The clearest case of this has been Apple’s continued forays into TV – whether as a platform (Apple TV), or more recently into content (Apple TV+). Its strategy on the content side was to work with well-known actors and directors to produce a small set of high-quality shows that would signal Apple’s intent. The trouble is that rival streaming services such as Netflix and Disney+ already have a comparable quality; but they also have the quantity.
While Apple has famously been reluctant to make large acquisitions, perhaps 2020 could see them lose patience and take that path instead. And what better target than Disney? The financials could work. Apple’s market cap of $1.2 trillion dwarves that of Disney ($265 billion). In fact, Apple has over $200 billion in cash on its balance sheet, which alone could almost fund the purchase. The acquisition would give a large library of high-quality content including the Marvel, Star Wars, and Pixar properties. It would also give Apple another entry point into the Chinese consumer market.
We should also remember that Apple founder Steve Jobs was the majority shareholder of Pixar, which was later acquired by Disney. That resulted in Jobs becoming Disney’s largest shareholder. And until recently, Disney’s CEO, Bob Iger, was on the board of Apple. He stepped down just as Apple was launching a TV streaming product. In fact, Iger writes in his autobiography that ‘if Steve were still alive, we would have combined our companies, or at least discussed the possibility very seriously.’
And if the above arguments are not enough, was it a coincidence that both Apple and Disney ended their streaming service products with a plus: Apple TV+ and Disney+?!
Market implication: Disney shares would rise
Chart 1: Apple Earnings are Stagnating
Source: Macro Hive, Apple
AP Photo/Susan Walsh, File
The financialization of the US economy, which started in the early 1980s, massively increased the size of the financial sector relative to the size of the banking industry upon which it depends for funding/passing liquidity from the Fed.
The first cracks in the credit/money transmission mechanism already showed up in the late 1980s with the S&L crisis. The Basel I banking regulations, which came as a response to that crisis, were to severely restrict the use of depository institutions’ balance sheets. The problem was that the financial sector kept growing and needed financing so the shadow banking system (off-balance sheet financing) sprang up in the mid-1990s and quickly overtook traditional bank financing. Basel II, which was first enacted in 2004, eventually contributed to putting a spectacular end to this activity with the crisis of 2008.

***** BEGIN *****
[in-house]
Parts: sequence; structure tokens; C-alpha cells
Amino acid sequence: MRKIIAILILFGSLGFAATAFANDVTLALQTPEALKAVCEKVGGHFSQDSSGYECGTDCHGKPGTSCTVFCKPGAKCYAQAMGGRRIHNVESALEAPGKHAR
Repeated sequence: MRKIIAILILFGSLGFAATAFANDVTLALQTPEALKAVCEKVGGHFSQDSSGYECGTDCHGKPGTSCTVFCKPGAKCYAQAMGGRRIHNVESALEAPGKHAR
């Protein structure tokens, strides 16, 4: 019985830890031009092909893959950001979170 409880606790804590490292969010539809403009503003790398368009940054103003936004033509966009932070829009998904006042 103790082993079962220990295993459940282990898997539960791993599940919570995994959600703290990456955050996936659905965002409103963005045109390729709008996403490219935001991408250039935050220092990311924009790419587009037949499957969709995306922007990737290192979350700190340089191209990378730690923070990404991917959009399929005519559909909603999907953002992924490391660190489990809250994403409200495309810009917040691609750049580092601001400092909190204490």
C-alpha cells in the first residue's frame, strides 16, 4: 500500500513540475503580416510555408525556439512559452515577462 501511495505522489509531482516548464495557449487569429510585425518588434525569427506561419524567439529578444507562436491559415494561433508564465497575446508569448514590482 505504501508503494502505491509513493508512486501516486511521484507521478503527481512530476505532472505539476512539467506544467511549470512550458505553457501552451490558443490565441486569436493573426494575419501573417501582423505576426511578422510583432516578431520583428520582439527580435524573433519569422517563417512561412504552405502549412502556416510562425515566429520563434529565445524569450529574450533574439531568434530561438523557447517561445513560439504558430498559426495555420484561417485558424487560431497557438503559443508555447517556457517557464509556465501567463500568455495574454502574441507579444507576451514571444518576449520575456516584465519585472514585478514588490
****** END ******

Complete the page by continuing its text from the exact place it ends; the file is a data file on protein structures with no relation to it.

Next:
Chart 2: Banks as Share of Financial Sector (ex Fed)
Source: Fed Flow of Funds Accounts, BeyondOverton
The total assets of depository institutions now comprise about 20% of total assets of the US financial sector, which is half of what it was before the 1980s. On top of that, a side effect of Basel III over-reach in response to the 2008 financial crisis is further restricting banks’ ability to put their balance sheets to use for the economy as a whole.
The bottom line is that the credit transmission mechanism is even more clogged up now than it has been at any point in the past. That is becoming obvious with repo rates staying elevated despite plentiful Fed liquidity: banks cannot expand their balance sheet after being placed in regulatory fetters by Basel III.
It’s not negative rates or fintech that the banks should be scared of; it’s what comes after.
The 2008 financial crisis was ultimately triggered by a broker-dealer which had no access to the Fed’s balance sheet for funding. The next financial crisis is likely to be similar but probably triggered by a financial institution higher up the inverted pyramid above. This could be an ETF or passive fund provider, for example. But the curve ball here is what is going to happen after the crisis. These events will force the Fed to open up its balance sheet to the whole economy, eventually even to retail through central bank digital currency (CBDC), thus overstepping the banking industry.
Losing their power of money creation may not provide the death knell for the banking industry, but it would be such a massive hit to their model that they may continue to exist only as mere ‘utilities’.
Market implications: US financials underperform
The global auto industry is in the doldrums. Chinese growth is weaker and the shift towards electric cars is upending the traditional industry order. European manufacturers – notably German automakers like BMW and Volkswagen – are adapting their model ranges, while Japanese automakers like Toyota are already well advanced in their transition. Tesla, of course, is leading the charge on the US side.
The obvious laggard is Korean automaker Hyundai. Its valuations are among the lowest of the major manufacturers, and investors are clearly questioning the company’s long-term future. Therefore, it may need to find a partner. And fast. But what could it offer? Well, for a start its long experience in manufacturing and its healthy cashflows.
Meanwhile, the auto company that exemplifies the future, Tesla, has the mirror image of Hyundai’s problems. Investors love the vision and value the company at close to ten times book value, but Tesla struggles with production and cashflows. So perhaps a marriage made in heaven would be Tesla partnering with Hyundai.
Admittedly, this could be an outlandish call – there’s been no indication from either side of any interest. But with Hyundai struggling to gain traction in the luxury car market and Tesla’s well-known cashflow issues, you never know.